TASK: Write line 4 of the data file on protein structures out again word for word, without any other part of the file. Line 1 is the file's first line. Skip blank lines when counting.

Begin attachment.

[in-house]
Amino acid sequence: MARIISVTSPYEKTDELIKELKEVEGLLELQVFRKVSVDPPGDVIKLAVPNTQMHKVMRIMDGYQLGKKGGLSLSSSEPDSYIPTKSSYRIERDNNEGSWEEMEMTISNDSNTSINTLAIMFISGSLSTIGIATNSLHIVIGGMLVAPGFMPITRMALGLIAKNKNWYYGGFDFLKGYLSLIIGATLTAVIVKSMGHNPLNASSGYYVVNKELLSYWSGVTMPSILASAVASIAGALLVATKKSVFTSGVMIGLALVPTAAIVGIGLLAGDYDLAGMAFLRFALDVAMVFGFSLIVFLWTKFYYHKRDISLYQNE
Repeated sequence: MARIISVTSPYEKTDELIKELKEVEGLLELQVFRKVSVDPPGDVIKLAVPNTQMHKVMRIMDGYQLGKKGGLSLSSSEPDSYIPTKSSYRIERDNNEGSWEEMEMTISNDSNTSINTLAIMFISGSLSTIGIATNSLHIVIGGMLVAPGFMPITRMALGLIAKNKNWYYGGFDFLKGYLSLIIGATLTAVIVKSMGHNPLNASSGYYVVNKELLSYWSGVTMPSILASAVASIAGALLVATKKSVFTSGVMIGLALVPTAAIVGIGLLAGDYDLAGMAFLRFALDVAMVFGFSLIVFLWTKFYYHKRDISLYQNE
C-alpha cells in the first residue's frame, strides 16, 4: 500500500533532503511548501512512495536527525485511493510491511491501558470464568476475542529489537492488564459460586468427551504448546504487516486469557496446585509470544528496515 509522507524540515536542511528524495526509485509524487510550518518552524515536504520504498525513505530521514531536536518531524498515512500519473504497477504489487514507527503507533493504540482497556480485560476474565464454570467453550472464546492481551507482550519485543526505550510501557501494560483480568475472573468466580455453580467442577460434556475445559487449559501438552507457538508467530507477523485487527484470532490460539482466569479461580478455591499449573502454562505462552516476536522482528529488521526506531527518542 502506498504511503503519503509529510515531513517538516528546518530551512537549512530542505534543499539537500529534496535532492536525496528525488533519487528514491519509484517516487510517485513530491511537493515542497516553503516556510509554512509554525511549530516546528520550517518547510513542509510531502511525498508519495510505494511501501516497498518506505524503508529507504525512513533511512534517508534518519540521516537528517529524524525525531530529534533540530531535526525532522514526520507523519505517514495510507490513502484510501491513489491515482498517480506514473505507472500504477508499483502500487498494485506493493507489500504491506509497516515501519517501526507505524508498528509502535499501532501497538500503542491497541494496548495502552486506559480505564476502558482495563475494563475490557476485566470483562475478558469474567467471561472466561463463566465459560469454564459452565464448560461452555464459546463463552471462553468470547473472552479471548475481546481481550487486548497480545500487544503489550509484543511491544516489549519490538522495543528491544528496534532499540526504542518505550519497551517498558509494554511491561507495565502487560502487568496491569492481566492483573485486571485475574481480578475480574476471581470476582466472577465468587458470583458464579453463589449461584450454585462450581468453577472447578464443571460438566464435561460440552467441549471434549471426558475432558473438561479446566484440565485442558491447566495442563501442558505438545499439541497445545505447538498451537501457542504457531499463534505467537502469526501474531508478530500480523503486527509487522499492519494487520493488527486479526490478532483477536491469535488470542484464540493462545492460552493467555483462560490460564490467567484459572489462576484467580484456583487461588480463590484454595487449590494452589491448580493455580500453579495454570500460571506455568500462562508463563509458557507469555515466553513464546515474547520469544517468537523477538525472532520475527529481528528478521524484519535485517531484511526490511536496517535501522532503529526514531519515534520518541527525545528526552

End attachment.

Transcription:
C-alpha cells in the first residue's frame, strides 16, 4: 500500500533532503511548501512512495536527525485511493510491511491501558470464568476475542529489537492488564459460586468427551504448546504487516486469557496446585509470544528496515 509522507524540515536542511528524495526509485509524487510550518518552524515536504520504498525513505530521514531536536518531524498515512500519473504497477504489487514507527503507533493504540482497556480485560476474565464454570467453550472464546492481551507482550519485543526505550510501557501494560483480568475472573468466580455453580467442577460434556475445559487449559501438552507457538508467530507477523485487527484470532490460539482466569479461580478455591499449573502454562505462552516476536522482528529488521526506531527518542 502506498504511503503519503509529510515531513517538516528546518530551512537549512530542505534543499539537500529534496535532492536525496528525488533519487528514491519509484517516487510517485513530491511537493515542497516553503516556510509554512509554525511549530516546528520550517518547510513542509510531502511525498508519495510505494511501501516497498518506505524503508529507504525512513533511512534517508534518519540521516537528517529524524525525531530529534533540530531535526525532522514526520507523519505517514495510507490513502484510501491513489491515482498517480506514473505507472500504477508499483502500487498494485506493493507489500504491506509497516515501519517501526507505524508498528509502535499501532501497538500503542491497541494496548495502552486506559480505564476502558482495563475494563475490557476485566470483562475478558469474567467471561472466561463463566465459560469454564459452565464448560461452555464459546463463552471462553468470547473472552479471548475481546481481550487486548497480545500487544503489550509484543511491544516489549519490538522495543528491544528496534532499540526504542518505550519497551517498558509494554511491561507495565502487560502487568496491569492481566492483573485486571485475574481480578475480574476471581470476582466472577465468587458470583458464579453463589449461584450454585462450581468453577472447578464443571460438566464435561460440552467441549471434549471426558475432558473438561479446566484440565485442558491447566495442563501442558505438545499439541497445545505447538498451537501457542504457531499463534505467537502469526501474531508478530500480523503486527509487522499492519494487520493488527486479526490478532483477536491469535488470542484464540493462545492460552493467555483462560490460564490467567484459572489462576484467580484456583487461588480463590484454595487449590494452589491448580493455580500453579495454570500460571506455568500462562508463563509458557507469555515466553513464546515474547520469544517468537523477538525472532520475527529481528528478521524484519535485517531484511526490511536496517535501522532503529526514531519515534520518541527525545528526552